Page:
The second part of this step utilizes the power of the NVC process; take the time to translate what is specifically important to you in this decision into a more general need or value that you want to uphold here.
Naming the universal human needs that motivate our choices can connect us fully with our adult self, and liberates us to act from a place of choice because true choice requires this awareness.
In this example, your adult self’s specific intention might sound like, “I want to be finished with this negotiation process so that I can spend my weekends focused on my kids.”
As you think about spending time with your kids and being done with the divorce negotiation tasks that take you away from them, some needs of yours that you notice underlying this statement might include freedom, presence, and love. For help with this step, see this list of universal human needs.
Third, consider what needs might motivate the person who is making the request.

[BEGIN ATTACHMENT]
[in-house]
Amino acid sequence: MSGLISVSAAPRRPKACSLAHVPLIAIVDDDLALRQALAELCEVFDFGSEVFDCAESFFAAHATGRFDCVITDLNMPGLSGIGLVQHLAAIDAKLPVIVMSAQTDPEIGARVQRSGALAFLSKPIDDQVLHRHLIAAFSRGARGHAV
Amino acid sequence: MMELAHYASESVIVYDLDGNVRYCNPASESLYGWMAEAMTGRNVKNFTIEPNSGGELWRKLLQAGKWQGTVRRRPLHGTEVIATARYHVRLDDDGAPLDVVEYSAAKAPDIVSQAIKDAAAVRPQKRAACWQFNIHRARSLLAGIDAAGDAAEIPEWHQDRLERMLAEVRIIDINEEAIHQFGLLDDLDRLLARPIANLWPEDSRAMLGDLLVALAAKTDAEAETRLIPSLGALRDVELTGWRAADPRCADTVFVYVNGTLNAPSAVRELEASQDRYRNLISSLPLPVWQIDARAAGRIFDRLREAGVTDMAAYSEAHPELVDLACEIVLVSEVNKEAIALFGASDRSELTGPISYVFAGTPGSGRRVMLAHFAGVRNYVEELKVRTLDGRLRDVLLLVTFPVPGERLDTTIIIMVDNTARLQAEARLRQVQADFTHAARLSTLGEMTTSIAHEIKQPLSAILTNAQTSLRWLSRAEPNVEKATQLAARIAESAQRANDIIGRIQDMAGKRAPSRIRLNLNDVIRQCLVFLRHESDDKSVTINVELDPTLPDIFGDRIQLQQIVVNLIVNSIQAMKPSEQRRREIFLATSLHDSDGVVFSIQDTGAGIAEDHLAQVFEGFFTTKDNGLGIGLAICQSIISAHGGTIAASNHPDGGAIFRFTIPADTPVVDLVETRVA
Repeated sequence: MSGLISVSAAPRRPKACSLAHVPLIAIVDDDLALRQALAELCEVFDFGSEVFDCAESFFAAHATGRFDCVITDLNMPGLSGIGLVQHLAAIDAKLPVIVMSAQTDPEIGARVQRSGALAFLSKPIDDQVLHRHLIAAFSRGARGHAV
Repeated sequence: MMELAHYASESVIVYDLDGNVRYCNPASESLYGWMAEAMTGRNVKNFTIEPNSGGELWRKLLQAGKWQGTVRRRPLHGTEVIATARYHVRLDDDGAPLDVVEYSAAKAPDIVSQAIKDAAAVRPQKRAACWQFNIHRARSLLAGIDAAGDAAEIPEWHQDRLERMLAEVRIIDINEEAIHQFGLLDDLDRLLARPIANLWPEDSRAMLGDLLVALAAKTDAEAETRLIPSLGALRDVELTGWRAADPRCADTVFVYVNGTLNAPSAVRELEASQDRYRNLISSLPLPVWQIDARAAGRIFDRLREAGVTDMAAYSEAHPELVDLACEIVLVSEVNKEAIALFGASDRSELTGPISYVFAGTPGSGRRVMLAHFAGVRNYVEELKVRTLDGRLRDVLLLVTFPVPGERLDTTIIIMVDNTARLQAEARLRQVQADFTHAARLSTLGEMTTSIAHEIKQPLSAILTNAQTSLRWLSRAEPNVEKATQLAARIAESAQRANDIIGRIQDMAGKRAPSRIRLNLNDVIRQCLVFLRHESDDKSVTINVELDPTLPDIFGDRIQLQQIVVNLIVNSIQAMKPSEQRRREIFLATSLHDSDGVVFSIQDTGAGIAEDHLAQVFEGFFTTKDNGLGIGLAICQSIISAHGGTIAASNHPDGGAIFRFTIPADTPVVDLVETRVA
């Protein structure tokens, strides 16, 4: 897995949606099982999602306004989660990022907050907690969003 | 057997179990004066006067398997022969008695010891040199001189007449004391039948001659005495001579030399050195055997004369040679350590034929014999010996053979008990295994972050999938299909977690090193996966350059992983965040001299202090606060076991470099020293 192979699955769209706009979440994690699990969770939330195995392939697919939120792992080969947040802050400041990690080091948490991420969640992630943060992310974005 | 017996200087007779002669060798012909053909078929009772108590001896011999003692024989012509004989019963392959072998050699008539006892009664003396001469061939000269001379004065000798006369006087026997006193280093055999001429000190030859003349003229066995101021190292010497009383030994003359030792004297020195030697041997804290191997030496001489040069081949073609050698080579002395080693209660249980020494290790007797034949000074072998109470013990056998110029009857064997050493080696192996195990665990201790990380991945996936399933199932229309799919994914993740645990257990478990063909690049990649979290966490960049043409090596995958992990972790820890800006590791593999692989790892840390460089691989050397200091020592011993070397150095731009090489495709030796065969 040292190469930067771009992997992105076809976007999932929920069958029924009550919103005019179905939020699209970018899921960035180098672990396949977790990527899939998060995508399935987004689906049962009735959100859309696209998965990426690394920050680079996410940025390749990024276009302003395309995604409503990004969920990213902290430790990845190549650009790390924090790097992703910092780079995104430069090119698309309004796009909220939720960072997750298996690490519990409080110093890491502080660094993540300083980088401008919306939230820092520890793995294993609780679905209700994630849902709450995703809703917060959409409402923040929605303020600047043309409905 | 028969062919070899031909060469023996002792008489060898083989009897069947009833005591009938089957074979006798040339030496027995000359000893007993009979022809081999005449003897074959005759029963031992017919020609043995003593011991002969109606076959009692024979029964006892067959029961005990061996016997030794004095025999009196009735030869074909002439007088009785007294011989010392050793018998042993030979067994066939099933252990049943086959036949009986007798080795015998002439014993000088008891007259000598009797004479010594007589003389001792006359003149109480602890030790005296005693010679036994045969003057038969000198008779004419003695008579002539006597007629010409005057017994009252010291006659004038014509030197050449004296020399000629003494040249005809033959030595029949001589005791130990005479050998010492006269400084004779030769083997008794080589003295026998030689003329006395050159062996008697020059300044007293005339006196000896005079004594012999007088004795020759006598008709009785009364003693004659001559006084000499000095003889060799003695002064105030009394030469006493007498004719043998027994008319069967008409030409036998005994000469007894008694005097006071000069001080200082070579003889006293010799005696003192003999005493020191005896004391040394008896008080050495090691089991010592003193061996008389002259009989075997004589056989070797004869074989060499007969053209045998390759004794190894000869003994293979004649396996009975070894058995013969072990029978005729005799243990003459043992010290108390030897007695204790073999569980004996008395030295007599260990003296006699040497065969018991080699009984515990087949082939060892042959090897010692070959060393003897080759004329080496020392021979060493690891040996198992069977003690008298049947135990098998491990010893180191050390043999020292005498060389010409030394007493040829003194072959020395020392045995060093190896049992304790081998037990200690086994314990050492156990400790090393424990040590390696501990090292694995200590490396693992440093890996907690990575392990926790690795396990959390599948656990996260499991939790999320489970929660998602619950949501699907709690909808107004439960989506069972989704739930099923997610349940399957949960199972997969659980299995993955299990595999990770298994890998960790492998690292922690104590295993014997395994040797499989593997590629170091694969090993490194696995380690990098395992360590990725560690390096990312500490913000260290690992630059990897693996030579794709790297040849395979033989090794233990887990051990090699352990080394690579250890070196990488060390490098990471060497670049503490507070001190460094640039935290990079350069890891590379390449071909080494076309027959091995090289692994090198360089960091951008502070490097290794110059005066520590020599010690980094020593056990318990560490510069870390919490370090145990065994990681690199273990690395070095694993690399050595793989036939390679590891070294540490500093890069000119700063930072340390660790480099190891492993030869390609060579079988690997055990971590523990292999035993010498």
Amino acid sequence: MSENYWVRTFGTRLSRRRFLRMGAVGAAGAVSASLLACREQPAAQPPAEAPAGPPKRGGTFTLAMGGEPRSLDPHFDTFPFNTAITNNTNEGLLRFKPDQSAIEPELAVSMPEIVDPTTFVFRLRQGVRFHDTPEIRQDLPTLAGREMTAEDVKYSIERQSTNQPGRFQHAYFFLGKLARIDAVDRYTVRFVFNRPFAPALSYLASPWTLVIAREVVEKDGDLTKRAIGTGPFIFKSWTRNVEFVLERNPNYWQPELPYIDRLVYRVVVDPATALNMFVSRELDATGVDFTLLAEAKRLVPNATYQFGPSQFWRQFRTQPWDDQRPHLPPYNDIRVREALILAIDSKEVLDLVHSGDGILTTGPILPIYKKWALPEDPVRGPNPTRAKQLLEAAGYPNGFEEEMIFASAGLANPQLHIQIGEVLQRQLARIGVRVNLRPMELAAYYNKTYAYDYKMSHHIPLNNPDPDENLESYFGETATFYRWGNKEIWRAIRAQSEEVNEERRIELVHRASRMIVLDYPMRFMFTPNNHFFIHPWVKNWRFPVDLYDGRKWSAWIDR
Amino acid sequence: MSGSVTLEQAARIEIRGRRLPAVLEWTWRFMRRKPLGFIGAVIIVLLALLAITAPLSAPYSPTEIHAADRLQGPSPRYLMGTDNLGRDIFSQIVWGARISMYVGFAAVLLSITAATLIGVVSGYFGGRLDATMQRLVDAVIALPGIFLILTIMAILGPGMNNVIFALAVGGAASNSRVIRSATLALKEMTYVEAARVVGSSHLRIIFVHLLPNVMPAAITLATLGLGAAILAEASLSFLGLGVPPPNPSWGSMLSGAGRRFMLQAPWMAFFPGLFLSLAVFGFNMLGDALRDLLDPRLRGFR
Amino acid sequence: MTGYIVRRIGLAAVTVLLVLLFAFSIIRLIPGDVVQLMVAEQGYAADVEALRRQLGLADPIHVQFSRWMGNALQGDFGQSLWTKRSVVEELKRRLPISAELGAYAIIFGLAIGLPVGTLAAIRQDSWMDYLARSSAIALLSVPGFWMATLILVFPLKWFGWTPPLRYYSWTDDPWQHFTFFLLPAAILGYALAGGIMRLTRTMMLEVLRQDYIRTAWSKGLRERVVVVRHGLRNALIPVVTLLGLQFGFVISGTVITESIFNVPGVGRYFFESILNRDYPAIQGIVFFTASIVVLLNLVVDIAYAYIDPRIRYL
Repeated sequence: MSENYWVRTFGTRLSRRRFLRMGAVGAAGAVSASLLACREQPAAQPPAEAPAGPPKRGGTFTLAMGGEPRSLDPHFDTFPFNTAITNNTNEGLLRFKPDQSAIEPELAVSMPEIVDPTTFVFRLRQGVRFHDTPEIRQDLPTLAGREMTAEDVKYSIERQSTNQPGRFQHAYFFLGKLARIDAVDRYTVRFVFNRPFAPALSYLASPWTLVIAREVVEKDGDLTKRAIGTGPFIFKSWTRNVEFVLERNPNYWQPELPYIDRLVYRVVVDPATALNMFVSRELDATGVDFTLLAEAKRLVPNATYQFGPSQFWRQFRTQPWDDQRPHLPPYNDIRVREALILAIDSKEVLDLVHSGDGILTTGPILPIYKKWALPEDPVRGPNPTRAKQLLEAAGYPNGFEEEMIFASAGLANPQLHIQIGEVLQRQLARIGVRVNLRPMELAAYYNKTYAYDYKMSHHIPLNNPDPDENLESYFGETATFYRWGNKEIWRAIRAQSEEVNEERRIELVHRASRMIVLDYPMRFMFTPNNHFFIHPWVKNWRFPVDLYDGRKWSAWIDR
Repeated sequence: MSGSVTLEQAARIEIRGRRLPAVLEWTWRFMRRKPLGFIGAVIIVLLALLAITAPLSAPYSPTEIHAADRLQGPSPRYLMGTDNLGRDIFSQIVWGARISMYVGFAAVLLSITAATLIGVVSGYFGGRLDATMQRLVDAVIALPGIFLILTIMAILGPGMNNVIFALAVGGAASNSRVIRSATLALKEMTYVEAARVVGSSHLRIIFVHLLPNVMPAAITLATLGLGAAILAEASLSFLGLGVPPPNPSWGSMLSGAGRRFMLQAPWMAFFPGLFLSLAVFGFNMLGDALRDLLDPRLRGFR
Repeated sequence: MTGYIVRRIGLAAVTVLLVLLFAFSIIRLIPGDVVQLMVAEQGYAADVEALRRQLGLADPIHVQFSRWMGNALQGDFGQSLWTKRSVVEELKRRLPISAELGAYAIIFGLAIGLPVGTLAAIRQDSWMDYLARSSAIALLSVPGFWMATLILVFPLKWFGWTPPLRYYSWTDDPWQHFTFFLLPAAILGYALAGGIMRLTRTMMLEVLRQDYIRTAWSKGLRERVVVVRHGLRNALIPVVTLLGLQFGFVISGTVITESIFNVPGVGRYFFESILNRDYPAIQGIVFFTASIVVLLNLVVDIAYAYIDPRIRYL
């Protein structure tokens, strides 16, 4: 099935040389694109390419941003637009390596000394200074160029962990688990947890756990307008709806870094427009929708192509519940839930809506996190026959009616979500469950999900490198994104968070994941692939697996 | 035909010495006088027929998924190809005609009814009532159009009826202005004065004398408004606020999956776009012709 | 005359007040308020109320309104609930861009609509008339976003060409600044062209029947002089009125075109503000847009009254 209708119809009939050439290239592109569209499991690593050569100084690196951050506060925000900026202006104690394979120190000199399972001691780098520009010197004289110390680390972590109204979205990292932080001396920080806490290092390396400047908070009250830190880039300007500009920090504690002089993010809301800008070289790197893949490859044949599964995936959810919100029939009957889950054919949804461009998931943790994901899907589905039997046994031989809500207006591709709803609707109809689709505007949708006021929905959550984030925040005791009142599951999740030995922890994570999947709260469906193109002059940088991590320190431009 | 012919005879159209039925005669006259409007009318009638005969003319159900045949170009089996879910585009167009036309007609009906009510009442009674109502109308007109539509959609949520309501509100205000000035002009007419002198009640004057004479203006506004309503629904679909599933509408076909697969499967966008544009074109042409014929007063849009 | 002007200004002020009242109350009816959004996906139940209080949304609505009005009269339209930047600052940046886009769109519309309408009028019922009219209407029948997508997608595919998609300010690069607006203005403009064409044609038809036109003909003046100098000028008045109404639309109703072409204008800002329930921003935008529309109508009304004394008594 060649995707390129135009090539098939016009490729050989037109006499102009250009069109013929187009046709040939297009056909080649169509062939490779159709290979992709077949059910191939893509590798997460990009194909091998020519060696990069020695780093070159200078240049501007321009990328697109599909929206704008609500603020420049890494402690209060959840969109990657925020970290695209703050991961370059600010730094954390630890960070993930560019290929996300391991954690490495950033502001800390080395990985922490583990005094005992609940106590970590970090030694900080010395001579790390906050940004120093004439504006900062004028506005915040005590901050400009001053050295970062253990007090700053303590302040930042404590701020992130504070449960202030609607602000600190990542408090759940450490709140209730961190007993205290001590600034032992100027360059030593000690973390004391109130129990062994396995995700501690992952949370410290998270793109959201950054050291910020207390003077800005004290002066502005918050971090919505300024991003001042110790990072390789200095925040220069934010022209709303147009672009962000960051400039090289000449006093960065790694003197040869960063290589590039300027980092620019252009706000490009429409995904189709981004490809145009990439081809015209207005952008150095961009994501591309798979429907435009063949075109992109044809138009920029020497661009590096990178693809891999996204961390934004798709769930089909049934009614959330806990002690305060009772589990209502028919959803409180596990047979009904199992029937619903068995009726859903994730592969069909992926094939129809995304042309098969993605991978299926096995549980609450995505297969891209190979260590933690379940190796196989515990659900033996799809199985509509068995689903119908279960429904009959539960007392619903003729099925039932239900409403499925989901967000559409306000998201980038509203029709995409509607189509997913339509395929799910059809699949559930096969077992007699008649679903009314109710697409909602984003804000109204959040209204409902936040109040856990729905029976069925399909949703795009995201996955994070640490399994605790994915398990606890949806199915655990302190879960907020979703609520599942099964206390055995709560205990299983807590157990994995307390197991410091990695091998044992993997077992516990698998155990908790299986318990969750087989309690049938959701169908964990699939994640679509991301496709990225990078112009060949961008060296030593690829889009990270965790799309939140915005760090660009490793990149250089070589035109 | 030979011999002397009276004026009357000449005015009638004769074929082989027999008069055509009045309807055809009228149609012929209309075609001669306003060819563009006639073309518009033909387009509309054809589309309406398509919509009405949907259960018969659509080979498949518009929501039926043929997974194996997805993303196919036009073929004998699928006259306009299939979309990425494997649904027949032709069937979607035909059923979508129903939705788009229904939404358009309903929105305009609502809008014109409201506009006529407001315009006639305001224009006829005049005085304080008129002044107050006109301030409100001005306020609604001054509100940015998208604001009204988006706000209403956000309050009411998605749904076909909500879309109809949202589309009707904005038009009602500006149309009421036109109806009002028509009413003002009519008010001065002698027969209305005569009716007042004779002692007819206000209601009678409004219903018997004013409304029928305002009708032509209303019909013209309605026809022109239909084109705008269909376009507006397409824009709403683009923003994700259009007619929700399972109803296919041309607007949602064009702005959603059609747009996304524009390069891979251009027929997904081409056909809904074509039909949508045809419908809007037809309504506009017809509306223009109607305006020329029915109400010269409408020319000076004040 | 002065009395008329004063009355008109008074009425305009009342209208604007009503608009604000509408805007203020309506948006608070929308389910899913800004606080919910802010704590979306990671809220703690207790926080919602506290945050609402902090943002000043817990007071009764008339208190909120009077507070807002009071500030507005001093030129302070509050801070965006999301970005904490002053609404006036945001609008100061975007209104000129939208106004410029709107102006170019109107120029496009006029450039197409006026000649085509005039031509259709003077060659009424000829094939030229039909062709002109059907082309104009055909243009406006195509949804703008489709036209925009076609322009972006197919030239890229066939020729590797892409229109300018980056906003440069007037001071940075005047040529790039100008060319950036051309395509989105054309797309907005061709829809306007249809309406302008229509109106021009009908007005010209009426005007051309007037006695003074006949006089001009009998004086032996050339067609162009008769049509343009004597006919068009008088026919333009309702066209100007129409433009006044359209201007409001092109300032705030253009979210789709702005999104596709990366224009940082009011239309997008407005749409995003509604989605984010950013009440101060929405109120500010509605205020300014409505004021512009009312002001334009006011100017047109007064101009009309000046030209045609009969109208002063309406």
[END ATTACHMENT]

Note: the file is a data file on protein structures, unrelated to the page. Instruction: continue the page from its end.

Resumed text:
For example, in this case, your attorney might be making an effort to collect all of the records necessary to correctly complete your paperwork, motivated by a need to offer support and acting with integrity.
The fourth step is to respond in a way that prioritizes honoring as many of the needs as possible.
Here, identifying the needs of freedom, presence, and love, as well as the need to offer support and act with integrity, you might choose to send an email to your attorney, letting them know that you will get them the documents by a certain date, and asking them to further support you by sending you a reminder email if they haven’t received them by that time.
How to Say No Like a Boss
If you don’t trust that some central needs that are on the table will be upheld by saying yes to the request, you may decide to say no. This differs from saying no from a place of rebellion, where you haven’t taken the time to clarify the needs that are relevant to the situation.